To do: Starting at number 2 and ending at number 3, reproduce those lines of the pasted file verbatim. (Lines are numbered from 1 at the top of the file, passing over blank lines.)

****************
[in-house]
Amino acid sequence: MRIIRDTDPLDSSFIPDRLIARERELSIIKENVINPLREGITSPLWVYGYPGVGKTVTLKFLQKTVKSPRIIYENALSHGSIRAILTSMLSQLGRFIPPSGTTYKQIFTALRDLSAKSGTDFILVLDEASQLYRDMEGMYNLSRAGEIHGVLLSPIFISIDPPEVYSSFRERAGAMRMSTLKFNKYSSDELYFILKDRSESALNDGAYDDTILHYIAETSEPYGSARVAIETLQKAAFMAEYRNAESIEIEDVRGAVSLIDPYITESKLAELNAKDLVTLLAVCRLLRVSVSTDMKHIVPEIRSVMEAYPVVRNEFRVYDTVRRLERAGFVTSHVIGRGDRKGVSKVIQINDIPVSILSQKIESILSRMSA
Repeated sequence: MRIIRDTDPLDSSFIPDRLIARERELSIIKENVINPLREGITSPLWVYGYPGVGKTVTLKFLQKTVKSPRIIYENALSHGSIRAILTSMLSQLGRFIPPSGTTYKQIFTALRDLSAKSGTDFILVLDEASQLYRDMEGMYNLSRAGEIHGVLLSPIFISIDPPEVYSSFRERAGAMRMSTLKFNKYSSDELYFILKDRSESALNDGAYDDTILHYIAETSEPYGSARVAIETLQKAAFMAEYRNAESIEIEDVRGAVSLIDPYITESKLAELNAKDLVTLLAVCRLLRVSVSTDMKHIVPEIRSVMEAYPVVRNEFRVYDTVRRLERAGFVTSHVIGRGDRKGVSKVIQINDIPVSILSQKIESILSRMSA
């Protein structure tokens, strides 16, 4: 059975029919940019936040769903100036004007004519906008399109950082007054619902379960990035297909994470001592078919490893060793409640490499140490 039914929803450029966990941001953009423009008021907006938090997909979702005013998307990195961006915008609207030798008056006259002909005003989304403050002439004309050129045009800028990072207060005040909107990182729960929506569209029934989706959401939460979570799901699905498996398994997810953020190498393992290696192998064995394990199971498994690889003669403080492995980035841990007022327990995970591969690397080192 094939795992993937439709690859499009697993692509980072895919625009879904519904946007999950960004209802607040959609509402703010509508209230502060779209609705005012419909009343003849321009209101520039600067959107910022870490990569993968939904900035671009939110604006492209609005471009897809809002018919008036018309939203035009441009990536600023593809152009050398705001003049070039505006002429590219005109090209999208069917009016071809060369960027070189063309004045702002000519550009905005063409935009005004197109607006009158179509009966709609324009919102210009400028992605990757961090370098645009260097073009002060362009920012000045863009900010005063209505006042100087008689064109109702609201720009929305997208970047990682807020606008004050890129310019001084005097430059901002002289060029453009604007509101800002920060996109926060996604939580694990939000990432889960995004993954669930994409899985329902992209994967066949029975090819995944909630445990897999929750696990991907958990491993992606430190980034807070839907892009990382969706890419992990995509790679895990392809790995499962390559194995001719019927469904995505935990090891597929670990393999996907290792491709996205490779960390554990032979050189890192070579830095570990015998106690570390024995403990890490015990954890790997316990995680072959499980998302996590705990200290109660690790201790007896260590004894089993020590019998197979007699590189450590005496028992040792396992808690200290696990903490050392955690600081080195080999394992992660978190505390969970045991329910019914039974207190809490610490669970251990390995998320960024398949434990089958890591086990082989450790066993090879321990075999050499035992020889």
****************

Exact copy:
Amino acid sequence: MRIIRDTDPLDSSFIPDRLIARERELSIIKENVINPLREGITSPLWVYGYPGVGKTVTLKFLQKTVKSPRIIYENALSHGSIRAILTSMLSQLGRFIPPSGTTYKQIFTALRDLSAKSGTDFILVLDEASQLYRDMEGMYNLSRAGEIHGVLLSPIFISIDPPEVYSSFRERAGAMRMSTLKFNKYSSDELYFILKDRSESALNDGAYDDTILHYIAETSEPYGSARVAIETLQKAAFMAEYRNAESIEIEDVRGAVSLIDPYITESKLAELNAKDLVTLLAVCRLLRVSVSTDMKHIVPEIRSVMEAYPVVRNEFRVYDTVRRLERAGFVTSHVIGRGDRKGVSKVIQINDIPVSILSQKIESILSRMSA
Repeated sequence: MRIIRDTDPLDSSFIPDRLIARERELSIIKENVINPLREGITSPLWVYGYPGVGKTVTLKFLQKTVKSPRIIYENALSHGSIRAILTSMLSQLGRFIPPSGTTYKQIFTALRDLSAKSGTDFILVLDEASQLYRDMEGMYNLSRAGEIHGVLLSPIFISIDPPEVYSSFRERAGAMRMSTLKFNKYSSDELYFILKDRSESALNDGAYDDTILHYIAETSEPYGSARVAIETLQKAAFMAEYRNAESIEIEDVRGAVSLIDPYITESKLAELNAKDLVTLLAVCRLLRVSVSTDMKHIVPEIRSVMEAYPVVRNEFRVYDTVRRLERAGFVTSHVIGRGDRKGVSKVIQINDIPVSILSQKIESILSRMSA